There are many testimonies about Harcourt ‘Tarka’ Gold’s accomplishments as an oarsman, coach, Henley Steward, Chairman of the ARA, and sportsman in general. This little piece will celebrate him as a pamphleteer as it is 92 years ago this month his 20-page pamphlet The Common Sense of Coaching was published.
However, Gold was not the sole author of this short publication. He did not write part one, only part two. The first part was actually written by the members of the Oxford University Service Crew which Gold coached for the King’s Cup in the Royal Henley Peace Regatta in 1919. During the crew’s last week of practise before the regatta, Gold writes in the preface, he requested the crew record their attempt “to resuscitate the style and traditions of Oxford rowing after the lapse of five years.”
The only person exempted from taking part in this experiment was the crew’s president, the “pre-war oarsman” Ewart Horsfall, who had rowed for Oxford’s winning boats in 1912 and 1913, and the losing one in 1914. Horsfall also won an Olympic gold medal in the eights at Stockholm (and would take a silver in the eights at the 1920 Amsterdam Games).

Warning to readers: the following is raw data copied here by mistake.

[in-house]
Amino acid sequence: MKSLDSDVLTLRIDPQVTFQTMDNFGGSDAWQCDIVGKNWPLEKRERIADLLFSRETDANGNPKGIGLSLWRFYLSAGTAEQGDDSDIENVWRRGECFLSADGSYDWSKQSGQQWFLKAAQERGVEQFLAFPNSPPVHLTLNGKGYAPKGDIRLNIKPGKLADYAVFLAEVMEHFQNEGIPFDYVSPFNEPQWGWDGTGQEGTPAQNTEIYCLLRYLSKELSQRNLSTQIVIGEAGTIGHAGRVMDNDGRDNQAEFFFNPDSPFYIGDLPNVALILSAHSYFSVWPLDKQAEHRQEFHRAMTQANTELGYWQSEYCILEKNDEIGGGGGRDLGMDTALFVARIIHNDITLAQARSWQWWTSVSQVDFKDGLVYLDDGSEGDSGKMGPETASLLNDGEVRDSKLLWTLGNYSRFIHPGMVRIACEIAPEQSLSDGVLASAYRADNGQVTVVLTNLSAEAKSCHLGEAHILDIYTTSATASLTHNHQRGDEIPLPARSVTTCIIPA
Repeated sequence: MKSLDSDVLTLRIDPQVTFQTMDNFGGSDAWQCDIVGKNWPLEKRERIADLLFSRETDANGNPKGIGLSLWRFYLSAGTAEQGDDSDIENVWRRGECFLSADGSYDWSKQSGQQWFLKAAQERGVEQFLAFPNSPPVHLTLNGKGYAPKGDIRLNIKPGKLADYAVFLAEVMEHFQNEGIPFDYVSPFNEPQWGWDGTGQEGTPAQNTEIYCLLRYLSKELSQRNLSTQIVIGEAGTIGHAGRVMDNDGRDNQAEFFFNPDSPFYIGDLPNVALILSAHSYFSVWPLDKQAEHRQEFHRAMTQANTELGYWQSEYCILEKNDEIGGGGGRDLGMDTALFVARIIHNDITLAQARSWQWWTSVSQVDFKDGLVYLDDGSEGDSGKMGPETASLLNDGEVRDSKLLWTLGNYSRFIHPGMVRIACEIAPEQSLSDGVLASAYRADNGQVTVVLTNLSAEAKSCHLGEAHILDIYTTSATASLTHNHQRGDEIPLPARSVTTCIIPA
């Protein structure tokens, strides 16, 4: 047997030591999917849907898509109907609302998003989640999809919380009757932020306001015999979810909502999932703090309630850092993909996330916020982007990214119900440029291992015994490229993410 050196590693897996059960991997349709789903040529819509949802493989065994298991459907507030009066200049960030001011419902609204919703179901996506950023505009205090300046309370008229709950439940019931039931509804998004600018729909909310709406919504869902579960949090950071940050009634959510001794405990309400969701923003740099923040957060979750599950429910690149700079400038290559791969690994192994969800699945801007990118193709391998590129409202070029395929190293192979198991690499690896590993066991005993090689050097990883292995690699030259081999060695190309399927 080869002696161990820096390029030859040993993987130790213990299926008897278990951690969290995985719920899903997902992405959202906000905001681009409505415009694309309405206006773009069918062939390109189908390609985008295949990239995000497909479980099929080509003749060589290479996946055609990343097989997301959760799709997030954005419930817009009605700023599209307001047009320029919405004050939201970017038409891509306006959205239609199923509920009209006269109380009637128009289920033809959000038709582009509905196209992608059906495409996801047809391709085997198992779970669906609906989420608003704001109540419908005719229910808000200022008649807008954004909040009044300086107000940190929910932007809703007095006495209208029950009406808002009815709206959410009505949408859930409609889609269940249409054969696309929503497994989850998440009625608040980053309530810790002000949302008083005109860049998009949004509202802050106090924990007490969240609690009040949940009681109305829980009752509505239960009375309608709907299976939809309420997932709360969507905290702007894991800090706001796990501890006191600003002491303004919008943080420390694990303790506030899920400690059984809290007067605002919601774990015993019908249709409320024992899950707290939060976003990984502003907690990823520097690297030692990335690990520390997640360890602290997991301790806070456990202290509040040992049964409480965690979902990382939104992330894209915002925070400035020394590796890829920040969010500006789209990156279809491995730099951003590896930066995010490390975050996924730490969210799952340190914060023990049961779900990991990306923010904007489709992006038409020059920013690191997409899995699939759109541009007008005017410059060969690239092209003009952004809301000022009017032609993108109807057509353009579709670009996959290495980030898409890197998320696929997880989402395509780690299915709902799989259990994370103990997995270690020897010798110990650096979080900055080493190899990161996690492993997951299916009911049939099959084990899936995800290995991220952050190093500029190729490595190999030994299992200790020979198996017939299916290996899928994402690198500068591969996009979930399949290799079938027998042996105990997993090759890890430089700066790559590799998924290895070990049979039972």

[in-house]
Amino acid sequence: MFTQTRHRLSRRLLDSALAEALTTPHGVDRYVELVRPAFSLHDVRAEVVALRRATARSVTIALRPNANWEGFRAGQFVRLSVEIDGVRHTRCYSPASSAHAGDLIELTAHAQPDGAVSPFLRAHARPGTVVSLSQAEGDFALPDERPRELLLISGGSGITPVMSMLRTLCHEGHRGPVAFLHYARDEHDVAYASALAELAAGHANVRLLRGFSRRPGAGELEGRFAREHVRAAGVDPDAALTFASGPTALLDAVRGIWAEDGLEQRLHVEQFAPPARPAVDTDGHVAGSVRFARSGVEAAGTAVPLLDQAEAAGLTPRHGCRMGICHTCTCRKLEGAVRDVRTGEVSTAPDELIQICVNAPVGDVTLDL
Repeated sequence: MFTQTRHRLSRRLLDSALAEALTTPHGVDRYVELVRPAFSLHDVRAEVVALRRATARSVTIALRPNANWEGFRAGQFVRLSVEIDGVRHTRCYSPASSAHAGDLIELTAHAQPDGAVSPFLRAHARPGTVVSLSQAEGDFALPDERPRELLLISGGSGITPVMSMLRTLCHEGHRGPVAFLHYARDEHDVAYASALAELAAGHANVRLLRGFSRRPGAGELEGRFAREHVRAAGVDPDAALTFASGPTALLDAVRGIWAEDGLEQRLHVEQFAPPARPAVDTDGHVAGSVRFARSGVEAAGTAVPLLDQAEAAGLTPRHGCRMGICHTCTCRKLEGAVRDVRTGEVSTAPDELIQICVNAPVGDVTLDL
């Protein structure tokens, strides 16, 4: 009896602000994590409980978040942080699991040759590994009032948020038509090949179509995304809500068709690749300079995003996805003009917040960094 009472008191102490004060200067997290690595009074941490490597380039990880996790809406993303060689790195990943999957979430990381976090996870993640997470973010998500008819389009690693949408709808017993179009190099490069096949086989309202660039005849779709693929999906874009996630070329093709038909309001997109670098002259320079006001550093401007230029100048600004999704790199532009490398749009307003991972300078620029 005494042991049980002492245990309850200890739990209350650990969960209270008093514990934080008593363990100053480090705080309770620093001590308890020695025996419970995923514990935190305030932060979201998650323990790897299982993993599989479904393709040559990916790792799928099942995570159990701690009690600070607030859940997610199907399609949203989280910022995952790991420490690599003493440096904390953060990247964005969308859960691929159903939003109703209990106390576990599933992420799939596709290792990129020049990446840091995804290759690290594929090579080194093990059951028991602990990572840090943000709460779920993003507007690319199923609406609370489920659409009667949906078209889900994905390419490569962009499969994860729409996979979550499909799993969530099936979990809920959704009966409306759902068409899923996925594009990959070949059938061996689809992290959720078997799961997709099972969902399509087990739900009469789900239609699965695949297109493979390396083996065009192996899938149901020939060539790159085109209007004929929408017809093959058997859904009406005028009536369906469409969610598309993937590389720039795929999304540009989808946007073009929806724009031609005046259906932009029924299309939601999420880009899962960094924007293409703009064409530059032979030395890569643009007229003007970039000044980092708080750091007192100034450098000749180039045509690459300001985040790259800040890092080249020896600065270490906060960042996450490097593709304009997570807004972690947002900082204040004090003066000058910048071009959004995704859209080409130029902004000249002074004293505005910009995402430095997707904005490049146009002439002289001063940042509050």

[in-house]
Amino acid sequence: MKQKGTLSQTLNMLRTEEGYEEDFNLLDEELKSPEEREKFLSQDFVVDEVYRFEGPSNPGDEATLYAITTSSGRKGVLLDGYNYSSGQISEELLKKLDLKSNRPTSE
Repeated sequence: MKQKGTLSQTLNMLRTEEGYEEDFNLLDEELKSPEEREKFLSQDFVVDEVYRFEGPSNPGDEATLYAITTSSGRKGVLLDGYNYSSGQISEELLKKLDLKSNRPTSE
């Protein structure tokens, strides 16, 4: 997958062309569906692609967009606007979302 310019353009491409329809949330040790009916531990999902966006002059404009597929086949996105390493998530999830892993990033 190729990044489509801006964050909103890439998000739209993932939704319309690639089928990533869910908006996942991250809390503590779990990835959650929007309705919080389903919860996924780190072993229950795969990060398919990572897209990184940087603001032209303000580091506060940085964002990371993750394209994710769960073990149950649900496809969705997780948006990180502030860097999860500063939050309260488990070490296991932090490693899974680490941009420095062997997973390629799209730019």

The second part, Gold wrote primarily for the coaches of the College Boat Clubs at Oxford as they were believed to have little previous coaching experience. Gold states that it is hard to explain “rhythm” to novice rowers, but writes that “Dr. Warre once gave me the delightful description of rhythm as ‘the song of the stroke’”. Coming from Warre’s Eton and rowing at Oxford meant that Gold’s teaching was based on the orthodox style.
A couple of interesting anecdotal notes are that the Australian crew, which beat Oxford in the King’s Cup final, in an initial stage of their training on the Thames, had their countryman Steve Fairbairn, coach at Thames RC and a renown pamphleteer, to help out. A Cambridge eight, which was also competing for the King’s Cup, had another Australian to assist them, Stanley Bruce of Trinity Hall. (He would later be elected Prime Minister of Australia, and be granted an hereditary peerage, Viscount Bruce of Melbourne.)
After Bruce had coached Cambridge for the Peace Regatta, he dictated some notes which was published first in 1936 as a 24-page pamphlet, Rowing – Notes on Coaching. Both Gold’s and Bruce’s pamphlets are impossible to get hold of today. Time to re-publish them?